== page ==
|09-04-2013 01:29 AM|
I generally use STAY.
In obedience work, sometimes you get that very obedient dog who doesn't want to come because you said STAY. So we use some subtle double-commands. When we say STAY, we then cross our arms across our chest and walk away, every single time. This means DON'T MOVE, I AM COMING BACK.
If we are going to call the dog, we use the term WAIT, and walk away with our arms down at our sides, this gets the dog ready to be called. We want the dog to come front, but we can't use "COME FRONT" so I just use the word FRONT. This means come to me and sit in front of me. Where COME just means come to me. The FRONT releases the dog from the WAIT command, which was only holding him by a thread anyway.
|09-04-2013 12:43 AM|
With Lola, we were doing "Stay", but after watching various videos, we picked up on a point from solidk9training.com that a "stay" should be implied for any and all commands given. That just made sense to us...
It was slow going at first because she wouldn't want to be still since she was just a puppy and from a working line that seemingly needs to be "broken" in terms of her ridiculously strong-willed nature. However, she is now at the point where I can toss food/treats on the floor or throw a toy and she won't move until I tell her to. We do it for getting water and food/sit/down. We've also conditioned her to sit when walking through doors, up and down stairs and stopping when walking on the leash... consistency has been the key with her. Now she will approach a door or the stairs and instinctively sit and look at us for permission to cross the invisible wall in her way(as Maik said above).
Another thing I've noticed is that she has started lying down when a car passes because when she was initially lunging at cars due to prey instinct or for whatever reason, I started having her lie down when I saw one coming from off in the distance to keep her calm. Now I'm trying to get her to keep walking when one is just passing by. Walks when everyone is leaving/entering the neighborhood in the morning/night are interesting.
|09-03-2013 11:25 AM|
|Maik||Interesting discussion.....I will add one more wrinkle. I never use either wait or stay because I believe they are unnecessary and redundant. When I tell them to sit, or lie down, they are not to move unless I give them another command. For example, at any door, they are to sit, until I release them to pass through it. I can not think of many examples of where I would want them to "stay" without sitting.|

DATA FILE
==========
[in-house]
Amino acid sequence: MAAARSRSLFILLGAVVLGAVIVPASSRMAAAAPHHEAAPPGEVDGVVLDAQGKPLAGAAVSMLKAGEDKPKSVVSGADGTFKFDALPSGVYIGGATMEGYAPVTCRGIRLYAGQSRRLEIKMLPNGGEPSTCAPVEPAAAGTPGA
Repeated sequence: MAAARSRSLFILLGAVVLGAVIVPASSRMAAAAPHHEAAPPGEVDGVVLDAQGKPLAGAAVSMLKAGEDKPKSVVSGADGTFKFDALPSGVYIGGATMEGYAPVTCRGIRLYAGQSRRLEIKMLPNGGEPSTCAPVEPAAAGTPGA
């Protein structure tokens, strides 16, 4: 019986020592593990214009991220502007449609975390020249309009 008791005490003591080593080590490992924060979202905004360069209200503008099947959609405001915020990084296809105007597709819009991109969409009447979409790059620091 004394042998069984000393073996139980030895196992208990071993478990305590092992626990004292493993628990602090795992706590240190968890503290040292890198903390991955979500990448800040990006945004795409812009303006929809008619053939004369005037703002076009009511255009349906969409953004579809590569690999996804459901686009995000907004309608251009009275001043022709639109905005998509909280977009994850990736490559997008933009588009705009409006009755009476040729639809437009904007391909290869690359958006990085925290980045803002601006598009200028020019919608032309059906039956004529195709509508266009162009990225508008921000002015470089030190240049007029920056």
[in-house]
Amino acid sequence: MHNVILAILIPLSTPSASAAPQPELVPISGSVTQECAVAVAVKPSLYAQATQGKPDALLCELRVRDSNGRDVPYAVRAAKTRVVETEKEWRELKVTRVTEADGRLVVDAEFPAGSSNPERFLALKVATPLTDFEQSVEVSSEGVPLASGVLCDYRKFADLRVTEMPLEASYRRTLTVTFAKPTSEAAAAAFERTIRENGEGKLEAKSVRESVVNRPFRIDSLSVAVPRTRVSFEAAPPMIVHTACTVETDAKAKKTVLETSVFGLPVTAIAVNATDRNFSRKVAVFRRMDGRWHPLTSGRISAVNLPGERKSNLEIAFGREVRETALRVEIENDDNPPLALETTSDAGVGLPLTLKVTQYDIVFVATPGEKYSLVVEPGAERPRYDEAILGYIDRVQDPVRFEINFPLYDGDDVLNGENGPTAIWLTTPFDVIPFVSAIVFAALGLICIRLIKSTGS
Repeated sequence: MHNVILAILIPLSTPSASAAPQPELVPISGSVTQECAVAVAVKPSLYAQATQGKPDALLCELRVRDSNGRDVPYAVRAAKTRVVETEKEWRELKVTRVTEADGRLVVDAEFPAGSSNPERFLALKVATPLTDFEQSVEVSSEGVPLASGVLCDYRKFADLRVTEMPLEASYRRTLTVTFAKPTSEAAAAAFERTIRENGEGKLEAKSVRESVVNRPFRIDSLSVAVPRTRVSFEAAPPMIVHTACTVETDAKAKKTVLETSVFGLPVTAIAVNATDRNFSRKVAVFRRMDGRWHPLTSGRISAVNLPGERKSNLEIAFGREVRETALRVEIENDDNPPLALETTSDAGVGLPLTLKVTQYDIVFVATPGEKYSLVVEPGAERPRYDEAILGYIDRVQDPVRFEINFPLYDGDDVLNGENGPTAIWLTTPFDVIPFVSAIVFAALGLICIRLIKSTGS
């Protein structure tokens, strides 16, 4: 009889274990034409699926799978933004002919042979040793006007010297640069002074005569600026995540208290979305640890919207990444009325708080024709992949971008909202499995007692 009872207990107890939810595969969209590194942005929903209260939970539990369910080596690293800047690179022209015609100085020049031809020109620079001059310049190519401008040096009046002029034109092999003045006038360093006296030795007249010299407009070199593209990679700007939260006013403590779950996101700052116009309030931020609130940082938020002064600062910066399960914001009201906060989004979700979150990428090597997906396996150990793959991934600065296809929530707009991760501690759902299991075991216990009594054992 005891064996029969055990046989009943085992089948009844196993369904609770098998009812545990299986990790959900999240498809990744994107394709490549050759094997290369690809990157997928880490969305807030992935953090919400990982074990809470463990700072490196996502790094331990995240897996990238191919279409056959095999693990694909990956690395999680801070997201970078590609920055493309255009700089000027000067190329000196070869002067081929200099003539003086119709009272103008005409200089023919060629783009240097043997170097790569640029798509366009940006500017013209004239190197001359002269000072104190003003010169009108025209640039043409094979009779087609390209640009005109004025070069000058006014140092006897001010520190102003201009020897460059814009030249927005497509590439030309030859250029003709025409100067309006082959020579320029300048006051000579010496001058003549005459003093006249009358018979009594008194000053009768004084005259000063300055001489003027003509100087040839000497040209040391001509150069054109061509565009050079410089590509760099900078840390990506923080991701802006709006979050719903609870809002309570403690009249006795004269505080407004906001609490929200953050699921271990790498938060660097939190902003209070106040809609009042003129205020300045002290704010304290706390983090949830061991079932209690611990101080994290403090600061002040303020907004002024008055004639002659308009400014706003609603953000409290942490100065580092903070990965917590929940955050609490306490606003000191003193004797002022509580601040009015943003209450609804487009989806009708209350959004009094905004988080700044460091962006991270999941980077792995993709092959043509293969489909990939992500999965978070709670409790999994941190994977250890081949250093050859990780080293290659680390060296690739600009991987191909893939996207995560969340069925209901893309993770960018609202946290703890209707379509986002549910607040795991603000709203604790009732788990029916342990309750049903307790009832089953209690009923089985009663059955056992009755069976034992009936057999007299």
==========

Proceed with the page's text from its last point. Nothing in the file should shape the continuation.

|09-03-2013 12:41 AM|
|LeoRose||I use "wait" to mean "hang on a minute, until I release you", usually for eating and doors. I use "stay" to mean "don't move from either this spot or position until I tell you otherwise".|
|09-03-2013 12:33 AM|
|Gretchen||I keep it simple and just use stay.|
|09-03-2013 12:16 AM|
|llombardo||Stay is used for longer time frames. Wait is more for a brief time.|
|09-03-2013 12:02 AM|
We think stay means don't move until released. So if you tell the dog stay and then go grocery shopping, that dog should still be in the stay position when you return (that of course would be incredible).
Wait is more like a sit here until I'm out the door and gone, then do whatever you want.
By the way, I don't ever personally use the stay command because if I tell Molly to sit or down for example, she can't move until released. So down (or sit) coupled with stay is redundant.
|09-02-2013 11:16 PM|
Wow i feel bad for my dog, she really could use more consistency. I will have to think about what i want and can expect from her and go from there.
Thanks for the reply Cassidy's mom, I like the concept of your wait especially on walks. because usually instead i will ask her to come if she is getting to far. Which is good, but perhaps i could say hold up or something.
|09-02-2013 11:10 PM|
You can use whatever command you want to mean whatever you like, as long as you're consistent in your criteria for that particular command, so train the way it makes sense to you.
For me, stay implies that the dog remain in a particular place in a particular position: sit/stay, down/stay, stand/stay, regardless of whether I return to the dog or release the dog to come to me.
I use wait in more of a "do not cross this invisible line" way. If I have my dog wait at the door while I walk out to get the mail or the newspaper, I don't care if they actually stay right there. They can turn away from the door and walk further into the house if they want, they just can't cross the threshold. I use wait as I set down their food bowls before releasing them to eat, (although this is actually a default behavior now, I don't actually have to tell them to do it anymore), before letting them jump into the car or out of the car, or going in or out of the house. I also use wait when the dogs are ahead of us at the park and I want them to stop moving until we catch up, and then I'll release them to continue walking.
|09-02-2013 11:04 PM|
|VTGirlT||Actually this is what "kikopup" does with her dogs. Which i thought was a good idea. But she has the habit of sitting and than laying down after, i think its because she finds it to be more relaxing? especially if she is tired? And so i let it slide.. Yeah, bad idea on my part.. So now she still does that, and i tell her to sit again and usually she will, and then after that she will 2-3 times try to down again. Than she will stick with the sit position. So this is all my fault for not showing her what i really wanted right from the beginning so i really have to back track. Because having them stay in the position you asked for would be ideal in any situation.|
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